Thalassemia Cured with Gene Therapy (So Far)
After 40 Years, Gene Therapy Finally Starting to Deliver Results
October 1, 2010
Scientists may have finally cured a genetic disease using gene therapy. Three years ago, a patient with a blood disease called beta-thalassemia got gene therapy. Today, he no longer needs his monthly blood transfusions.
If everything keeps going well, it could mean that the promise of gene therapy has finally come true. And after 40 years of trying, it's about time.
Putting a working
hemoglobin gene into
the blood stem cells
of a patient with beta-
thalassemia cured him.
Many genetic diseases happen because of "broken" genes. The idea behind gene therapy is pretty simple in theory. Scientists try to put a working version of the broken gene into the patient's cells. The working gene makes up for the broken one, and the disease is cured.
For example, beta-thalassemia happens when a gene for making hemoglobin is broken. Hemoglobin is made in red blood cells and is what carries oxygen in the blood.
People with severe thalassemia depend on blood transfusions to give them working red blood cells. A type of bone marrow transplant has been used to try to cure thalassemia, but it's hard to find compatible donors. And even if a donor can be found, there's still a risk that the patient's body will reject the transplant. All these problems mean that around 1 in 10 bone marrow transplants have fatal complications.
Clearly current treatments for beta-thalassemia are not great. Luckily this disease is an ideal candidate for gene therapy.
Unlike many other genetic diseases, beta-thalassemia is caused by a single broken gene. That means that scientists can fix the problem by inserting a working copy of this one gene. That's much easier than turning off a bad gene or fixing many genes at once.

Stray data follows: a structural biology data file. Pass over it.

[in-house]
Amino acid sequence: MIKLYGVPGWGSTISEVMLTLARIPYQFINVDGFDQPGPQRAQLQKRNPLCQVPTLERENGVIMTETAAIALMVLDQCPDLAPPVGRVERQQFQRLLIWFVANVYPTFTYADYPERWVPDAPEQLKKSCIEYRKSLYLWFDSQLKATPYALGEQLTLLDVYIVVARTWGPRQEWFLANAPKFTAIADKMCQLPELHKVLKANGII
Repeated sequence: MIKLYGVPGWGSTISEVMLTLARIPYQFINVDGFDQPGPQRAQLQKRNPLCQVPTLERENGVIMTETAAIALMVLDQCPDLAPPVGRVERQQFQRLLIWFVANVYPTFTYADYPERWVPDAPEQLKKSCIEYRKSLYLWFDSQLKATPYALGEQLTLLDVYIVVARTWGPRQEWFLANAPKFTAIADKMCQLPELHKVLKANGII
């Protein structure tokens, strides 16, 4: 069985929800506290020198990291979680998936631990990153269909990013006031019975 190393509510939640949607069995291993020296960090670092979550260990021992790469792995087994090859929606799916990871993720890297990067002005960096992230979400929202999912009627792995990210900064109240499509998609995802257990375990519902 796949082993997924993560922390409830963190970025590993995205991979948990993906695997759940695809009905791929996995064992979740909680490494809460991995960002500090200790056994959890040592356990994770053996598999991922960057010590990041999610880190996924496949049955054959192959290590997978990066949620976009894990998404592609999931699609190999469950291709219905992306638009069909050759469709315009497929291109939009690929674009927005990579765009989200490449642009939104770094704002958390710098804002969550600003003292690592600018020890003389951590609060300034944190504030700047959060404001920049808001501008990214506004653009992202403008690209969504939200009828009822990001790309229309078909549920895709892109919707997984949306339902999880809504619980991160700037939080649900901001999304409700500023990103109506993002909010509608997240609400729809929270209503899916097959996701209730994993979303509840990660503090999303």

Also, beta-thalassemia is a disease of blood cells. That allows doctors and scientists to more easily remove cells from the patient, insert the new working gene, and put the cells back. Putting in the new gene into cells outside the patient's body lets scientists get away with only "fixing" a few cells.
The report that gene therapy may have worked for a beta-thalassemia patient is great news for a lot of people. It's definitely exciting for other patients with the disease, since it might allow them to live transfusion-free. Not only that, but if scientists have developed a successful gene therapy system, that may be good news for people with genetic diseases such as cystic fibrosis and even some cancers.
It's also a step forward for scientists and doctors working in the field of gene therapy. It has been hard and often frustrating work for many years. Fixing human genes in live cells can be a tricky and unpredictable process and there have been a lot of problems developing the technology. This research could mean that they've finally gotten over many of those hurdles.
Using Viruses to Deliver Genes
Scientists can use viruses to get
genes into cells.
One of the major challenges of gene therapy is getting the gene into the cells in the first place. Luckily nature has provided us with the perfect tool -- viruses.
A virus can cause disease by entering a cell and taking it over. It then turns the cell into a factory for making more viruses. The virus manages this takeover by forcing the cell to use the virus's genes.
A family of viruses called retroviruses work by inserting their genes into the cell's own DNA. If human DNA is a cookbook, retroviruses sneak in extra recipes.
Often the cell can't tell the difference between virus genes and its own genes, so it starts turning out all the parts the virus needs to reproduce and infect more cells. And because the virus genes are part of the cell's DNA now, they get passed on if the cell divides.